Following Google’s acquisition of socially sourced navigation app Waze back in June, the Mountain View company has now started to incorporate some of its data into Google Maps.
“Users of Google Maps for mobile will now benefit from real-time incident reports from Waze users,” VP of Google Maps Brian McClendon said in a blog post announcing the news. So when Wazers (yes, that’s the name given to members of the Waze community) report, for example, accidents, construction, and road closures on Waze, “the updates will also appear on the Google Maps app for Android and iOS in Argentina, Brazil, Chile, Colombia, Ecuador, France, Germany, Mexico, Panama, Peru, Switzerland, UK and the US.”
Users of the Waze app – of which there are said to be around 50 million – will also see some changes. Both the Android and iOS versions of the free app now incorporate Google Search, meaning Wazers “will now have access to even more search results when navigating.”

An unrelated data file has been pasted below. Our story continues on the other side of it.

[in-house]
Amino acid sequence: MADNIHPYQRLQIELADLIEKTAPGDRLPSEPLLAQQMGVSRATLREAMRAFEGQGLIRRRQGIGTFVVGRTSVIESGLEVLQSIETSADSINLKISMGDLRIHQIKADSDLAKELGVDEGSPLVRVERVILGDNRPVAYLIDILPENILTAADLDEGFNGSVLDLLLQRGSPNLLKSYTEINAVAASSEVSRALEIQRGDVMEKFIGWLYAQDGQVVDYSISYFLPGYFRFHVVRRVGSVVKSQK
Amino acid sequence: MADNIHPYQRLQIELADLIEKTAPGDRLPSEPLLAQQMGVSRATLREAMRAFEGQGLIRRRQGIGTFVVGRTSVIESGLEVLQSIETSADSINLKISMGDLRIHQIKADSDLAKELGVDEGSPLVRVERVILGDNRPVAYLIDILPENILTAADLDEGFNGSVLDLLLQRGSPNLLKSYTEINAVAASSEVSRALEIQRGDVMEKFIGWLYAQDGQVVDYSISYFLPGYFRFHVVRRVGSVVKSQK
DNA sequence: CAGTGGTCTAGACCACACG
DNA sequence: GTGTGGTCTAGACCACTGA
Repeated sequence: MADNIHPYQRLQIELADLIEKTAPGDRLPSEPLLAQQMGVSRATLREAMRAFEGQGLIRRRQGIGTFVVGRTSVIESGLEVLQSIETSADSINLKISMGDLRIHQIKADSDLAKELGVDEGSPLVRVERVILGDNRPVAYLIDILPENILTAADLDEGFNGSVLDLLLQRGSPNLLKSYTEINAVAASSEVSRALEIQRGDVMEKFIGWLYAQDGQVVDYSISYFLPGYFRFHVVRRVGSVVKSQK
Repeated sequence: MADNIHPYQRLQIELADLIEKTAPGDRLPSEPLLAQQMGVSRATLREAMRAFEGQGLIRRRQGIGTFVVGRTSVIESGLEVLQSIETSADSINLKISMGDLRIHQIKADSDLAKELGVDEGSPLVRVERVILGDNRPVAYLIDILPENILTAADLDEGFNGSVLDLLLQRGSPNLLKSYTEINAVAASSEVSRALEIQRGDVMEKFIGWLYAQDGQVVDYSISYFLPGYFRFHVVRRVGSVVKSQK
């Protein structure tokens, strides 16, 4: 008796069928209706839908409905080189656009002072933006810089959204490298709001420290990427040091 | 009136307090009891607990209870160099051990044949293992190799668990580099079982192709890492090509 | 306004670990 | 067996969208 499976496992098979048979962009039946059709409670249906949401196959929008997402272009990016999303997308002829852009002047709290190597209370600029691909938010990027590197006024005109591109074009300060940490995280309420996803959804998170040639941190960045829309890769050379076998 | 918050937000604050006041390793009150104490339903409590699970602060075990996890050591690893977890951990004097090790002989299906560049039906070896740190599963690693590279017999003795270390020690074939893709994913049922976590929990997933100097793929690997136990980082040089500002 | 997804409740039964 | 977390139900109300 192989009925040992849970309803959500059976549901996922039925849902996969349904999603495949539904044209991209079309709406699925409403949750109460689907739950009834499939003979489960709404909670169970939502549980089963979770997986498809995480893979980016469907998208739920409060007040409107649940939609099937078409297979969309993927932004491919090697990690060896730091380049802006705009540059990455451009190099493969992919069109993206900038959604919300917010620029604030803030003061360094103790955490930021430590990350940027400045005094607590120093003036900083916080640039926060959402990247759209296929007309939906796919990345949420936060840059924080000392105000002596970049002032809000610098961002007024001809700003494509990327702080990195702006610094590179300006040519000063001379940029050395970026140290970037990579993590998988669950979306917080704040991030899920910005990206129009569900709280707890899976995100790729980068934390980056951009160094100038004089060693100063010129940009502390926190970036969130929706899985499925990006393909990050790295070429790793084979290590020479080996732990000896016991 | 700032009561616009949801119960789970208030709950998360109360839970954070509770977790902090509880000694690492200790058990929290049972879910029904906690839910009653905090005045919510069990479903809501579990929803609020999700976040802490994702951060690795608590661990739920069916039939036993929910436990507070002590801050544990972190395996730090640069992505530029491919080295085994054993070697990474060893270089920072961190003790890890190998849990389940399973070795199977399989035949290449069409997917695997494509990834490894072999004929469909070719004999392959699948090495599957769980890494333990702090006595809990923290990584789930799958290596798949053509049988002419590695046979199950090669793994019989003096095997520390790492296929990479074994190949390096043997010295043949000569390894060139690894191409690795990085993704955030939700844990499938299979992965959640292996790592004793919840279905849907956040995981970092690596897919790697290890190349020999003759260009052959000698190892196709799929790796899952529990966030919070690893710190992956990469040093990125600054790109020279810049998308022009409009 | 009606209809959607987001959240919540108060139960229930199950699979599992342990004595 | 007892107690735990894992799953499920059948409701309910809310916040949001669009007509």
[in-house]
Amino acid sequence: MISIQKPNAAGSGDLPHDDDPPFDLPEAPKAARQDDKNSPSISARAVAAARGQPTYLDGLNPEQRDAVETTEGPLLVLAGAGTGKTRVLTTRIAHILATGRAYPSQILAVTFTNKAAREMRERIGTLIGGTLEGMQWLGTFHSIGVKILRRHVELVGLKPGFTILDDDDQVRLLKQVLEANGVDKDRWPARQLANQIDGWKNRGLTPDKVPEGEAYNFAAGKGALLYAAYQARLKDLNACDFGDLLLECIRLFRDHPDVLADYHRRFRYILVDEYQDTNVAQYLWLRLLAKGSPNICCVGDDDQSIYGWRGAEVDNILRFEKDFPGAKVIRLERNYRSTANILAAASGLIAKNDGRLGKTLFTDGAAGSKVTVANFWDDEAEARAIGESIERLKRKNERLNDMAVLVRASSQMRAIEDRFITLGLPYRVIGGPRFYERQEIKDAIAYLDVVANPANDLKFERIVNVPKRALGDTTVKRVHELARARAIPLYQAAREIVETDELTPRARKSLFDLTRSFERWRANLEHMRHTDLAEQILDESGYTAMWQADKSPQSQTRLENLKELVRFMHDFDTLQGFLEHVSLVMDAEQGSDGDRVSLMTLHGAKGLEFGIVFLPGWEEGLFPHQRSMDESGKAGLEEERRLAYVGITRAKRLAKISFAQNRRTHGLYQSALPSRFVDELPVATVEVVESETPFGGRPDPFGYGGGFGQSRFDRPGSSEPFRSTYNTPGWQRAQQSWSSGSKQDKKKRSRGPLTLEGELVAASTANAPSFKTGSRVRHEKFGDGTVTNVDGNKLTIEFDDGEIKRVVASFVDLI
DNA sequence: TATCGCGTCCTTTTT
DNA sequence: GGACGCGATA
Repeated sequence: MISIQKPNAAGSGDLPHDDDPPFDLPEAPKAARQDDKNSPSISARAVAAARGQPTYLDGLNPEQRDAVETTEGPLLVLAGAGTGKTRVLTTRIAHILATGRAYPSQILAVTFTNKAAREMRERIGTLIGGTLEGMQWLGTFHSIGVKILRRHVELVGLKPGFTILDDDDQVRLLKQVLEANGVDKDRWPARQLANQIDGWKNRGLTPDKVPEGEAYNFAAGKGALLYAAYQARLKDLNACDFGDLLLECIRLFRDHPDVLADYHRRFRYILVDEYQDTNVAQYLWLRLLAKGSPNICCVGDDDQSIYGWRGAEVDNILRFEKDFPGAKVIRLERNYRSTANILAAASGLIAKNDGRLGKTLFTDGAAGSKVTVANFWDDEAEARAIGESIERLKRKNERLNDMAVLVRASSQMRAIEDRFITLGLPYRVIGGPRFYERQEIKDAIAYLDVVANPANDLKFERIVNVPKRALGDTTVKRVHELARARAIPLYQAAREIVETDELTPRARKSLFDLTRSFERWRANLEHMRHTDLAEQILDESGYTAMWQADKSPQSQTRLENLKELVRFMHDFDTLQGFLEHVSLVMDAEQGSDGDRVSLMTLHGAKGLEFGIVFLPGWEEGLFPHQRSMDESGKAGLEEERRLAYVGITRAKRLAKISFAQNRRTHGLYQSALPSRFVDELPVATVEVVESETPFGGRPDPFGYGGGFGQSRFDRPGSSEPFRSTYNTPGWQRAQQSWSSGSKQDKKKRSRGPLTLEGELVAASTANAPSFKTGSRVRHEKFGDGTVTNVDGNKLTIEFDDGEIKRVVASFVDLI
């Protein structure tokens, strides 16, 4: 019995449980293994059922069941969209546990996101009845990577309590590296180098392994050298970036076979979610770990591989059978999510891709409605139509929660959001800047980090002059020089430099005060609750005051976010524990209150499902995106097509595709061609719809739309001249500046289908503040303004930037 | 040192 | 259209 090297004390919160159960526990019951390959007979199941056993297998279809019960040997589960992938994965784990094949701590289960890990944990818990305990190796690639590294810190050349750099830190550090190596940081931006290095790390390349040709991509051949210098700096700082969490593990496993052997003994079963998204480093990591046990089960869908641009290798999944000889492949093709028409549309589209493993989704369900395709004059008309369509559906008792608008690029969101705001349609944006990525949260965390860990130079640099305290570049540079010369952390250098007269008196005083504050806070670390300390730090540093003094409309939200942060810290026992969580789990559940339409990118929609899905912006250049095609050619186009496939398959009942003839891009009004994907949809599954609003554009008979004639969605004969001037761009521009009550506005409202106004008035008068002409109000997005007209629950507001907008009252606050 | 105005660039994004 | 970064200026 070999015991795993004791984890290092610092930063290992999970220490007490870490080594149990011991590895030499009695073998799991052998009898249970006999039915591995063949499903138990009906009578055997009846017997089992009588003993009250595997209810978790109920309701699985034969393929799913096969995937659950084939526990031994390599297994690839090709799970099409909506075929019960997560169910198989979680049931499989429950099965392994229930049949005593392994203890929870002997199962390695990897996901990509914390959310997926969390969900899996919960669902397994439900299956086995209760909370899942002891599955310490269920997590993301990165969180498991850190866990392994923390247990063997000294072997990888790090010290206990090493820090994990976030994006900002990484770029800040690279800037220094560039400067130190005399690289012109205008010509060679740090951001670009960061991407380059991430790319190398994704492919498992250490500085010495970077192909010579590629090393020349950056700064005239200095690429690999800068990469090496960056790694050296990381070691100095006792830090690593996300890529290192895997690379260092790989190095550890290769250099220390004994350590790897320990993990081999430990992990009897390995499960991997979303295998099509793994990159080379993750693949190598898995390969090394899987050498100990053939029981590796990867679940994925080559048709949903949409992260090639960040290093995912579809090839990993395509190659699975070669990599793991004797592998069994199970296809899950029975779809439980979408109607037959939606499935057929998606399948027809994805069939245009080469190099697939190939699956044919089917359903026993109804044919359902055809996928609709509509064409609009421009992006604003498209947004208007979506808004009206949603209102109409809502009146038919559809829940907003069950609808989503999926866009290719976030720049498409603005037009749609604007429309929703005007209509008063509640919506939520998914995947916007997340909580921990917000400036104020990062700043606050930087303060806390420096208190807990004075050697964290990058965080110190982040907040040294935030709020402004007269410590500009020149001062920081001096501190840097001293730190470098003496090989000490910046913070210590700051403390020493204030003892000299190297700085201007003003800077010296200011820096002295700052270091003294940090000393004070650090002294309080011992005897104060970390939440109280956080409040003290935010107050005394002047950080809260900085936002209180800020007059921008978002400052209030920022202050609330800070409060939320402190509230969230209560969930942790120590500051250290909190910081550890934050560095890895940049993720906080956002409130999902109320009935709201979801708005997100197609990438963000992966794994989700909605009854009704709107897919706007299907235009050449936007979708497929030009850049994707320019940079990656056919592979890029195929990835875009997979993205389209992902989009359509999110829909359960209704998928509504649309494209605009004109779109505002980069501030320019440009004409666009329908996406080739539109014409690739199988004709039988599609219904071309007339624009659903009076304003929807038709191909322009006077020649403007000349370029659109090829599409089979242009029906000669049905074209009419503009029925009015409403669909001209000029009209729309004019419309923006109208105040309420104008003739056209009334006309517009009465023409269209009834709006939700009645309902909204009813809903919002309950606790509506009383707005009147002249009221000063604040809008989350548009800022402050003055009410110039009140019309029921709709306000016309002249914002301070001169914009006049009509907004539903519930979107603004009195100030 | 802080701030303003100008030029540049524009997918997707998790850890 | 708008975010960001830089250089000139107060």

Also, Street View and satellite imagery have been incorporated into the Waze Map Editor “to build out the map and make it easier to correct map errors reported by the community.”
With Maps now making use of Waze’s up-to-the-minute crowd-sourced traffic information, the app will suddenly prove itself to be a whole lot more useful for drivers using it to make their way around.
Waze gained a lot of exposure in September last year in the wake of Apple’s disastrous launch of its own Maps app. In an open letter to disgruntled users of the tech giant’s troubled maps offering, Apple boss Tim Cook suggested users give Waze a try.
“While we’re improving Maps, you can try alternatives by downloading map apps from the App Store like Bing, MapQuest and Waze,” Cook said at the time. Nine months later, Google bought the company for around $1 billion.
Almost a year on, Apple Maps is showing signs of improvement, though it could be years before it catches up with Google’s broad offering. However, the battle for in-car dominance is certainly on, with the Cupertino company recently announcing iOS in the Car, an initiative involving a dozen automakers that will allow drivers to, for example, ask Siri for directions with the navigation results appearing on the vehicle’s LCD screen.